The future belongs to those who believe in the beauty of their dreams. -- Eleanor Roosevelt
Dreams are the foundation of most family businesses. The dream often combines success and financial security with family harmony and togetherness. Keeping the dream alive in today's economy is a challenge. Family businesses face the same challenges as any privately held business, plus they must navigate through family concerns and relationships. There are four areas that are critical to turning the dream into reality: risk, family employees, expertise and the "3 C's." In Part I, we will focus on risk and family employees. In Part II, we will look at expertise, the 3 C's and what to do when things go wrong.
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For family businesses, it is both "the best of times and the worst of times." When successful, the best of all worlds combines financial success and a close-knit family. Failure can put the entire family's financial well-being at risk.
So what can you do to reduce risk?
- Reduce debt. Debt increases both personal and business risk. Anyone who is upside-down on a mortgage understands this. Leverage is your enemy in hard times and your friend when the economy is booming. Today cash is king. Paying down debt and building creditworthiness will put you in a great position when the economy improves and you need credit to expand.
- Get good financial data. When clients bought a local bridal shop in 2006, they thought they were paying a fair price. They subsequently found that the inventory was overpriced, the accounting poorly done and the business not worth what they had paid. They have struggled as the economy deteriorated; now both the business and personal assets are at risk.
- Maintain a good accounting system. A good accounting system is one of the most boring but essential tools for any business. You can't manage what you can't measure. Knowing where you are is the first step in charting a path to where you want to go.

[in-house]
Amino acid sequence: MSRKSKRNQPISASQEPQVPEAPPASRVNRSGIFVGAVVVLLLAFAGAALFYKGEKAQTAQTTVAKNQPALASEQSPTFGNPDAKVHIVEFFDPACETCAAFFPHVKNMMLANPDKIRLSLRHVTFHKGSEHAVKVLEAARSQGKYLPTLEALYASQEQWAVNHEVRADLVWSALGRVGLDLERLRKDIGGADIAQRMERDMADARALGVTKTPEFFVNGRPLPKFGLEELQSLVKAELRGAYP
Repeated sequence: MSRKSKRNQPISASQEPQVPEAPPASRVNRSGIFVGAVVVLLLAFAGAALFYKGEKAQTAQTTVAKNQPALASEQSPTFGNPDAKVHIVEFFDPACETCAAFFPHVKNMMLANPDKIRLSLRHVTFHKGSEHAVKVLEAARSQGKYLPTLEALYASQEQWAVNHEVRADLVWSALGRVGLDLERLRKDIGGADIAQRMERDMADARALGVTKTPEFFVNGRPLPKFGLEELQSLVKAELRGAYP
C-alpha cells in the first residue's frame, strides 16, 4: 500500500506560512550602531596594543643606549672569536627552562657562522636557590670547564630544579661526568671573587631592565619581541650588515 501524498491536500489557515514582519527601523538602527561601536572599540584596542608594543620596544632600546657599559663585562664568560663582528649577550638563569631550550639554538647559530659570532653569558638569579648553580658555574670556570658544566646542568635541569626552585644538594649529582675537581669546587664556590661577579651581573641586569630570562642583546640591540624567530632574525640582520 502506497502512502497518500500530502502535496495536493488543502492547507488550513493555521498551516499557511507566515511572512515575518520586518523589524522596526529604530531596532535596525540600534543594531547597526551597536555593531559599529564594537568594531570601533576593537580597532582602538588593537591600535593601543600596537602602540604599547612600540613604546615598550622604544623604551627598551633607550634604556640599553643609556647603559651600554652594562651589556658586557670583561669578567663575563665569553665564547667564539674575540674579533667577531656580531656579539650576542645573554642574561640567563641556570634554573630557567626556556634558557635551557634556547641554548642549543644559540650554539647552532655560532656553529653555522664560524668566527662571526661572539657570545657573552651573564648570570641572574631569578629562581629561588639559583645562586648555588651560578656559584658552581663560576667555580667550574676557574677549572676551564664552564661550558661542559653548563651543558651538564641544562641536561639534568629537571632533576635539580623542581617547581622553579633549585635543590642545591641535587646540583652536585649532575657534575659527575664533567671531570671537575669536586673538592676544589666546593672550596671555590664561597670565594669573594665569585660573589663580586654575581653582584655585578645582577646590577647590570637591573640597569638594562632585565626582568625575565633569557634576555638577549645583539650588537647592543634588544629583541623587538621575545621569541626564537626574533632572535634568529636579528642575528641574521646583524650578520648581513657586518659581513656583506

Family members can be a tremendous asset to the business. They typically bring a level of trust and commitment you can't hire at any price. On the other hand, they can also bring a sense of entitlement and unrealistic expectations. The question is: Do you have a hiring policy and process for family members? If so, how does it differ from the way you would hire anyone else?
Here are a few common-sense steps to take:
- Make sure the individual is fully qualified for the position her or she is being hired for. This may seem obvious, but it's routinely ignored in many family businesses. There are many qualified applicants looking for work today. Hiring the wrong person will serve no one -- not the person you hired, his or her fellow workers or the business.
- Pay the employee a salary commensurate with his or her skills and experience. Overpaying a family member sets a bad precedent. It can also create a sense of entitlement that will be difficult to overcome in good times. Underpaying can also be harmful. It can foster a feeling of being taken advantage of. The truly valuable people may be forced to look elsewhere. Those with marginal skill sets will stay. Unless it is clear that sweat equity is the buy-in to ownership, underpaying is usually a bad idea. You often get what you pay for, even with family.
- Clearly outline the job description and set expectations for behavior and performance. This will prevent misunderstandings that can undermine both the business and family dynamics.
Taking these first steps will go a long way toward protecting your investment and building a solid team to help you build the business.
Bill Sornstein and Rachel Owens are principals inSuccession Strategies Inc. They help family-owned and closely held businesses survive and thrive across several generations. Clickhere to access the free Family Business Self Assessment tool.